Shakespeare’s 154 sonnets have been written in DNA by scientists in Cambridge to demonstrate the vast potential of genetic storage, says the Guardian.
“Huge quantities of information could be written into specks of DNA and archived for tens of thousands of years, the researchers claim,” says the story.
Nick Goldman and Birney made strands of DNA that stored part of an audio file of Martin Luther King’s 1963 speech “I have a dream”, and the research paper that first described the double helical nature of DNA by Francis Crick and James Watson, a decade earlier,” writes Ian Sample, continuing
“Written in DNA, one of Shakespeare’s sonnets weighs 0.3 millionths of a millionth of a gram.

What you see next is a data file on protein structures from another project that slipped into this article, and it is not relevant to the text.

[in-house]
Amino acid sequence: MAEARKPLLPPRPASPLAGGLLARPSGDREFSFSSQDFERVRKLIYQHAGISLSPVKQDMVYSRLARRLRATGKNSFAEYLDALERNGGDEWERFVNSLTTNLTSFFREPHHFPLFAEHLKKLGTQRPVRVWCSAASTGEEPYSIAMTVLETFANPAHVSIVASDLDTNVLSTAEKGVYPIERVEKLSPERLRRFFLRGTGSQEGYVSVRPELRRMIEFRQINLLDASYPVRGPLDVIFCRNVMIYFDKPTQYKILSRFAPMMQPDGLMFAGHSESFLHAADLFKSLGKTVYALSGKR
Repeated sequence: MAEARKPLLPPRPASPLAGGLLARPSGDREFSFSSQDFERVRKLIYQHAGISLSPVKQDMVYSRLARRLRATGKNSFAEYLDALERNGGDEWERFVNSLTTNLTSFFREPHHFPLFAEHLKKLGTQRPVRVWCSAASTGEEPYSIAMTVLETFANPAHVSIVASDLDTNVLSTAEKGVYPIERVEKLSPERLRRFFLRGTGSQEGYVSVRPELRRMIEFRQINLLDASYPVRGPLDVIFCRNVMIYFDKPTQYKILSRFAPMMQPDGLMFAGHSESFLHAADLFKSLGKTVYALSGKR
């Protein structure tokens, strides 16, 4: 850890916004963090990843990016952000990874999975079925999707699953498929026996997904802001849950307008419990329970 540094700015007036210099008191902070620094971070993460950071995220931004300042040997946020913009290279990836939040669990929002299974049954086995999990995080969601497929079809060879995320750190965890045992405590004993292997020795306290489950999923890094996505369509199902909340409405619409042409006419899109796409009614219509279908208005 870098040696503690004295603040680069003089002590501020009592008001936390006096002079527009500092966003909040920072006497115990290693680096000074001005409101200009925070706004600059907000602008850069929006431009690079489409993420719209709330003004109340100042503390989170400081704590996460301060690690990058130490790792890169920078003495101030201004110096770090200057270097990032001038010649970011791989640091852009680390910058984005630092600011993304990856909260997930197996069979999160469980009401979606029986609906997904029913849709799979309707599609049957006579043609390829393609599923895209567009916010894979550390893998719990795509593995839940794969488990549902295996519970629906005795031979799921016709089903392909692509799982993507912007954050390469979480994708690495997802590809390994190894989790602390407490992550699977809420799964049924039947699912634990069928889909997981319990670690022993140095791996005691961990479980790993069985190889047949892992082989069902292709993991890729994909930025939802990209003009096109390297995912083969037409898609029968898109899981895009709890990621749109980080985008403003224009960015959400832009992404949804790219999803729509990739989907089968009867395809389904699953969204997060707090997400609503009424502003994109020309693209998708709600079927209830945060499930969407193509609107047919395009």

“One gram of DNA could hold as much information as more than a million CDs, the researchers said.”
The two, at the European Bioinformatics Institute in Hinxton, near Cambridge, came up with the idea in a pub in Hamburg, Sample says, adding.
“They wondered what alternatives might exist to the expensive hard disks and magnetic tapes used to store the growing datasets that are becoming ever more common in biology.
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